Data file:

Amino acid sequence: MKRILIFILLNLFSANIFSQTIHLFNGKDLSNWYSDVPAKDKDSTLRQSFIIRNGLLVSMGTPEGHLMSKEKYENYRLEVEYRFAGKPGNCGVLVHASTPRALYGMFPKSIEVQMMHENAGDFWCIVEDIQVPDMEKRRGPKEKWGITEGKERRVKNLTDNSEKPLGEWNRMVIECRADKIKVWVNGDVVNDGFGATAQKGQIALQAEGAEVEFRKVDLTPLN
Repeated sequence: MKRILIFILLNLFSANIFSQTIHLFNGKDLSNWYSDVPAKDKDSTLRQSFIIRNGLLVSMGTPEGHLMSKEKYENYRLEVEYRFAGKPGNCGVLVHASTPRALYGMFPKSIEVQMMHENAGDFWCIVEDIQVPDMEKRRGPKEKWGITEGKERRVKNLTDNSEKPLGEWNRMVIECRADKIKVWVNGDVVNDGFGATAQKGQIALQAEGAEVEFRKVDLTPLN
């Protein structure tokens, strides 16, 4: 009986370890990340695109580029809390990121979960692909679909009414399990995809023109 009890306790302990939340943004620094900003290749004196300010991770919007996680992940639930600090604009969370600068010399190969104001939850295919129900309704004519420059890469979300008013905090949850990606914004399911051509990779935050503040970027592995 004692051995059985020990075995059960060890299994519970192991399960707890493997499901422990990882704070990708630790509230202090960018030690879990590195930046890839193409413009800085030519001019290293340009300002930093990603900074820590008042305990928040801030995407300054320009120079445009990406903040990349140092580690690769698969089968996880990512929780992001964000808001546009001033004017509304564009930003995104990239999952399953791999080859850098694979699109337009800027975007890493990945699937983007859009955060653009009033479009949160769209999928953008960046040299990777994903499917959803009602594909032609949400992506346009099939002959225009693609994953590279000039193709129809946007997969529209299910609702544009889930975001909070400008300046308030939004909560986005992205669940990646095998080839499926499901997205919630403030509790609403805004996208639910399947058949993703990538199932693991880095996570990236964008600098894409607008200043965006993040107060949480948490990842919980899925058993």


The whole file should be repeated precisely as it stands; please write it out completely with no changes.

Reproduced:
Amino acid sequence: MKRILIFILLNLFSANIFSQTIHLFNGKDLSNWYSDVPAKDKDSTLRQSFIIRNGLLVSMGTPEGHLMSKEKYENYRLEVEYRFAGKPGNCGVLVHASTPRALYGMFPKSIEVQMMHENAGDFWCIVEDIQVPDMEKRRGPKEKWGITEGKERRVKNLTDNSEKPLGEWNRMVIECRADKIKVWVNGDVVNDGFGATAQKGQIALQAEGAEVEFRKVDLTPLN
Repeated sequence: MKRILIFILLNLFSANIFSQTIHLFNGKDLSNWYSDVPAKDKDSTLRQSFIIRNGLLVSMGTPEGHLMSKEKYENYRLEVEYRFAGKPGNCGVLVHASTPRALYGMFPKSIEVQMMHENAGDFWCIVEDIQVPDMEKRRGPKEKWGITEGKERRVKNLTDNSEKPLGEWNRMVIECRADKIKVWVNGDVVNDGFGATAQKGQIALQAEGAEVEFRKVDLTPLN
């Protein structure tokens, strides 16, 4: 009986370890990340695109580029809390990121979960692909679909009414399990995809023109 009890306790302990939340943004620094900003290749004196300010991770919007996680992940639930600090604009969370600068010399190969104001939850295919129900309704004519420059890469979300008013905090949850990606914004399911051509990779935050503040970027592995 004692051995059985020990075995059960060890299994519970192991399960707890493997499901422990990882704070990708630790509230202090960018030690879990590195930046890839193409413009800085030519001019290293340009300002930093990603900074820590008042305990928040801030995407300054320009120079445009990406903040990349140092580690690769698969089968996880990512929780992001964000808001546009001033004017509304564009930003995104990239999952399953791999080859850098694979699109337009800027975007890493990945699937983007859009955060653009009033479009949160769209999928953008960046040299990777994903499917959803009602594909032609949400992506346009099939002959225009693609994953590279000039193709129809946007997969529209299910609702544009889930975001909070400008300046308030939004909560986005992205669940990646095998080839499926499901997205919630403030509790609403805004996208639910399947058949993703990538199932693991880095996570990236964008600098894409607008200043965006993040107060949480948490990842919980899925058993």